I want to change from Linpus to either Mint or Ubuntu.
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Continue getting a partially-downloaded file. This is useful
when you want to finish up a download started by a previous
instance of Wget, or by another program. For instance:
wget -c ftp://sunsite.doc.ic.ac.uk/ls-lR.Z
If there is a file named ls-lR.Z in the current directory, Wget
will assume that it is the first portion of the remote file, and
will ask the server to continue the retrieval from an offset
equal to the length of the local file.
Originally Posted by glenellynboy
And how do I quote a portion of a post, giving its source?
When I press the quote button, the whole post appears in the reply window. I expected that when I selected a portion of the post before pressing the quote button that only the selected text would appear in the reply window, but not so. The whole post appears in the window even though I have selected only some of it.
I have the Acer Aspire One A110l (modified to use SATA 2.5" hdd)
Getting rid of Linpus was the best thing I ever did!
I recommend that you upgrade your ram at some point! Just make certain that when you do, you get the 533Mhz DDRII ram because the faster rams won't scale down.
Lxde Mint is a good choice for this machine, although I can say from experience that it ran well with Ubuntu! (up to Maverick after that I started using Crunchbang)
The stick should only contain about 700MB.
But you will have to change the boot order in your BIOS. You can do this by pressing F2 just after power-on. Select boot options, highlight the USB stick, use F5 to move it to the top of the list!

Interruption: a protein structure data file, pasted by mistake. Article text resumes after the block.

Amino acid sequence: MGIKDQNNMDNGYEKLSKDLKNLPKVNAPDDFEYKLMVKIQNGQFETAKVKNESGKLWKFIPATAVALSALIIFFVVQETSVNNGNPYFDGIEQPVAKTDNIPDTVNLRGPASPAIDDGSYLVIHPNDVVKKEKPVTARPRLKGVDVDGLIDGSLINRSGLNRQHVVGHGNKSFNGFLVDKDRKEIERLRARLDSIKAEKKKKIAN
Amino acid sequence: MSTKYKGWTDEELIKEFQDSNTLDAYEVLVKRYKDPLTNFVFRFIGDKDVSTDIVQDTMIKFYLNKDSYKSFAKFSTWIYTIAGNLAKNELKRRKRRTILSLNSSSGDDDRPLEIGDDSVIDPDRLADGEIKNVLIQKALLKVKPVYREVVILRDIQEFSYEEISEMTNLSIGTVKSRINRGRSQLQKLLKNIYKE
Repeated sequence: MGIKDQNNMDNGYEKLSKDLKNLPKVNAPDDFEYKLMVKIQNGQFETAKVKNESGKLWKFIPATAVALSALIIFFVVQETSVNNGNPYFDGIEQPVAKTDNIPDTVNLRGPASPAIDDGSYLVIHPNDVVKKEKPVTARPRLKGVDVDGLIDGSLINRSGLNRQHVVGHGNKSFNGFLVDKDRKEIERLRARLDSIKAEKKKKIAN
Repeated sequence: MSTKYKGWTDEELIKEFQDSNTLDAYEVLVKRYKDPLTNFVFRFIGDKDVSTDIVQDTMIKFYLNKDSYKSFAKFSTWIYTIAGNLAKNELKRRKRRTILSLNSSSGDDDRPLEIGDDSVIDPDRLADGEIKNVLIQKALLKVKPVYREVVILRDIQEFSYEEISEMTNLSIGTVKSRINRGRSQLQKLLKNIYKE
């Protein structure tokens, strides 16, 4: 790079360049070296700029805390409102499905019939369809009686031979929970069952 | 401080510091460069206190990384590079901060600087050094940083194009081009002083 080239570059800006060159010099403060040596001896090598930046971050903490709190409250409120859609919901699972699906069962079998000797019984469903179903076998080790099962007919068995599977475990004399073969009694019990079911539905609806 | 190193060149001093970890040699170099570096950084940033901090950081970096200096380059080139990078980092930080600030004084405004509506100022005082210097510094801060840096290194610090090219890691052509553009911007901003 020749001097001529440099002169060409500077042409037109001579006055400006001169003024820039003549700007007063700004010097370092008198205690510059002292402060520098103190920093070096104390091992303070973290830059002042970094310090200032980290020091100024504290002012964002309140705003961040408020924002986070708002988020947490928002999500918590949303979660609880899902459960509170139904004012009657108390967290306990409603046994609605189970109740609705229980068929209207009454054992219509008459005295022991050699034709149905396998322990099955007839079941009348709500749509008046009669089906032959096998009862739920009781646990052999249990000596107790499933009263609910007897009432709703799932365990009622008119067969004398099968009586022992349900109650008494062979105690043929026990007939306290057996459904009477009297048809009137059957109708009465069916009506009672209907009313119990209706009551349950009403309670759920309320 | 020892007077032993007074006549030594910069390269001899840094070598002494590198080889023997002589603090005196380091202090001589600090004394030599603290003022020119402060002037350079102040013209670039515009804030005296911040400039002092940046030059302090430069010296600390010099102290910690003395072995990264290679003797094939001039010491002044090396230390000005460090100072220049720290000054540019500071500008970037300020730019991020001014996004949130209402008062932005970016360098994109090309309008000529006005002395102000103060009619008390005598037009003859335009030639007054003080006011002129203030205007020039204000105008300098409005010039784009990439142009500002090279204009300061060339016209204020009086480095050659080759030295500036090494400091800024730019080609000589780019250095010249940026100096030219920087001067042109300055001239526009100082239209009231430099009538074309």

It does, indeed look like unetbootin is not playing nicely with your USB stick.
Given the trials and tribulations of dealing with unetbootin and Linux Mint, both of which are fine products, and both of which I've used on my Aspire One in the past, let me throw out an alternative Linpus replacement path: Fedora LXDE spin. Fedora is not without its disadvantages; (1) the two most significant being support for a new release lasts only 13 months or so, and (2) it's not the most noobie-friendly distro. On the other hand, Fedora-LXDE's iso file can be directly (and very, very easily) copied to a 1GB or larger USB stick using just the dd command; no fuss, no muss. Furthermore, it works well - I've been running Fedora-LXDE spin as the primary distro on my Aspire One for about a year and a half now.
I'm not recommending that you give up on Linux Mint yet, just keep in mind that there are alternatives (including distros other than Fedora that will allow you to use dd to create a bootable flash drive).